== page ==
Green Fluorescent Protein (GFP) cloned from jellyfish Aequorea victoria and its homologs from corals Anthozoa have a great practical significance as in vivo markers of gene expression. Also, they are an interesting puzzle of protein science due to an unusual mechanism of chromophore formation and diversity of fluorescent colors. Fluorescent proteins can be subdivided into cyan (~ 485 nm), green (~ 505 nm), yellow (~ 540 nm), and red (>580 nm) emitters.
Here we applied site-directed mutagenesis in order to investigate the structural background of color variety and possibility of shifting between different types of fluorescence. First, a blue-shifted mutant of cyan amFP486 was generated. Second, it was established that cyan and green emitters can be modified so as to produce an intermediate spectrum of fluorescence. Third, the relationship between green and yellow fluorescence was inspected on closely homologous green zFP506 and yellow zFP538 proteins. The following transitions of colors were performed: yellow to green; yellow to dual color (green and yellow); and green to yellow. Fourth, we generated a mutant of cyan emitter dsFP483 that demonstrated dual color (cyan and red) fluorescence.
Several amino acid substitutions were found to strongly affect fluorescence maxima. Some positions primarily found by sequence comparison were proved to be crucial for fluorescence of particular color. These results are the first step towards predicting the color of natural GFP-like proteins corresponding to newly identified cDNAs from corals.
Since the introduction of Green Fluorescent Protein (GFP) into biotechnology many attempts have been made to change its fluorescence color by means of mutagenesis. Finally, only two positions on protein sequence were demonstrated to considerably influence emission maximum [1,2,3]. First, a replacement of fluorophore's Tyr-66 with any aromatic residue (Trp, Phe, or His) results in a strong blue shift of emission up to λmax = 442 nm [4, 5]. Second, a substitution S203Y,H leads to a red shift of fluorescence up to λmax = 529 nm . These blue and yellow mutants (called BFP and YFP respectively) proved to be extremely handy for multicolor labeling and FRET-based applications.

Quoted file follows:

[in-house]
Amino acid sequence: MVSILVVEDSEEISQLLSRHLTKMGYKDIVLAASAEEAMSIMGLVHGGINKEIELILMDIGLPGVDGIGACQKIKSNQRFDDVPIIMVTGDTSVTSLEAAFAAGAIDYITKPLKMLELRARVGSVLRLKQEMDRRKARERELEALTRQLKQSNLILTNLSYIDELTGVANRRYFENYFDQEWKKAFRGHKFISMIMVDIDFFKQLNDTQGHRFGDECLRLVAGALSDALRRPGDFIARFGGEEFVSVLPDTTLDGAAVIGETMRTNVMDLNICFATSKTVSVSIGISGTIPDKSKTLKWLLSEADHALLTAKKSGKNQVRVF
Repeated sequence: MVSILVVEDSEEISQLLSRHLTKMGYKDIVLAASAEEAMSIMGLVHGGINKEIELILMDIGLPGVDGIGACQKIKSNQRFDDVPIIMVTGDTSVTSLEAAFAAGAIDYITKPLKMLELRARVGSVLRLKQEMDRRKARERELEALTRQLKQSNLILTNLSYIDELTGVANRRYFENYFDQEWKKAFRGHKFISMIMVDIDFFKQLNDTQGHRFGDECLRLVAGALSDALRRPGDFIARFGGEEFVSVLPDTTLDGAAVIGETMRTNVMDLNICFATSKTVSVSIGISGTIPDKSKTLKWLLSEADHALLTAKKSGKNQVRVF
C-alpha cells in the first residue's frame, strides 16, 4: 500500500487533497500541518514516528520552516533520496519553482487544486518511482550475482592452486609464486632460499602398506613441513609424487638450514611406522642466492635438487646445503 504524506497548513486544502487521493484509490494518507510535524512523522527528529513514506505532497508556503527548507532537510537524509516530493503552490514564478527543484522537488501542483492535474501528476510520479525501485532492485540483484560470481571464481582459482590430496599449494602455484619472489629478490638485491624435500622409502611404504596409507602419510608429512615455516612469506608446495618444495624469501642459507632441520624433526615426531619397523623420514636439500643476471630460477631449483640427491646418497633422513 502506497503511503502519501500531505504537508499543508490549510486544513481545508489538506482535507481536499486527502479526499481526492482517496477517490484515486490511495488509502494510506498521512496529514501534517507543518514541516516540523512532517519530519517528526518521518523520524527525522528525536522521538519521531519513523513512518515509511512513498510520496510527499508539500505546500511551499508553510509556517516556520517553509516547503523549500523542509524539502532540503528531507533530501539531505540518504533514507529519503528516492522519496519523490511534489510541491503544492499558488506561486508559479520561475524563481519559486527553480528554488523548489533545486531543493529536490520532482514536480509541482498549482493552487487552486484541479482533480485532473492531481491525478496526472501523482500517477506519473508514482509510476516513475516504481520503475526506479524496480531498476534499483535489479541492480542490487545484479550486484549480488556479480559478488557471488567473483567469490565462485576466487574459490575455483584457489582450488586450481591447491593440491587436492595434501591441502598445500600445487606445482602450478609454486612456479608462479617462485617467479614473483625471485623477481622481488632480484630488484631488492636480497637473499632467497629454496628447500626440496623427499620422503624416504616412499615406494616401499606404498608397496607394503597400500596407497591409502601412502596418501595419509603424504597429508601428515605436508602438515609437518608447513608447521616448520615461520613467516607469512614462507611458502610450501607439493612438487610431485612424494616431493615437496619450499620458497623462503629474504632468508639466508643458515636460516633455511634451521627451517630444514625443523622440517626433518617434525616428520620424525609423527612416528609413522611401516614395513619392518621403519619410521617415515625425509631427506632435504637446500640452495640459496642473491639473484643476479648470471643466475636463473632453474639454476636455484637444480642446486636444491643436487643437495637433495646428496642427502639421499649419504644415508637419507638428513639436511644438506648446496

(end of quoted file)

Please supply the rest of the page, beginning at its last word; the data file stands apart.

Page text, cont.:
Recently we have isolated several GFP-like proteins that determine fluorescent or non-fluorescent body color in corals Anthozoa [7,8,9]. Absorption-emission maxima of these proteins are distributed loosely along the wavelength axis. These proteins fall into four groups: cyan (~ 485 nm), green (~ 505 nm), yellow (~ 540 nm), and red (>580 nm) emitters. Obviously, understanding the relation between protein structure and its fluorescent properties is of great scientific and practical importance. However, in spite of the abundance of sequences available, it is difficult to determine amino acid positions that are responsible for a particular type of fluorescence.
In present work, site-directed mutagenesis was used to change the emission color of some Anthozoa fluorescent proteins (FP). To search presumptive amino acid positions important for particular color we compared sequences of FP belonging to the different groups. Special attention was focused on positions that are probably lie in the close proximity of fluorophore. We checked several suspicious positions and found some substitutions that affected fluorescence maxima. To simplify discussion, we used amino acid numbering in accordance with GFP (see alignment in Fig. 1).
Figure 1. Multiple alignment of GFP and Anthozoa FPs. The numbering is according to GFP, the N- and C-termini of the proteins are not shown. Coral FPs are named using a nomenclature suggested in . Each protein is designated by lowercase letters identifying the species (e.g., "z" for Zoanthus sp., "am" for Anemonia majano, "c" for Clavularia sp., "ds" for Discosoma sp., "dr" for Discosoma sp. red, "as" for Anemonia sulcatd), FP for fluorescent protein, and a number corresponding to the major emission maximum. Two proteins from Zoanthus and three from Discosoma are grouped and compared inside the groups: in the second/third protein of the group the amino acids identical to the corresponding ones in the first protein are represented by dashes. The protein names are shaded in colors corresponding to its fluorescence. The residues whose side chains form the interior of the β-can are shaded in blue (according to ). Introduced gaps are represented by dots. The residues that were mutated are shaded in pink. Red FP-specific Ser-68 and Ser/Thr-112 are shaded in red.
Results and discussion
Blue shift for cyan FP amFP486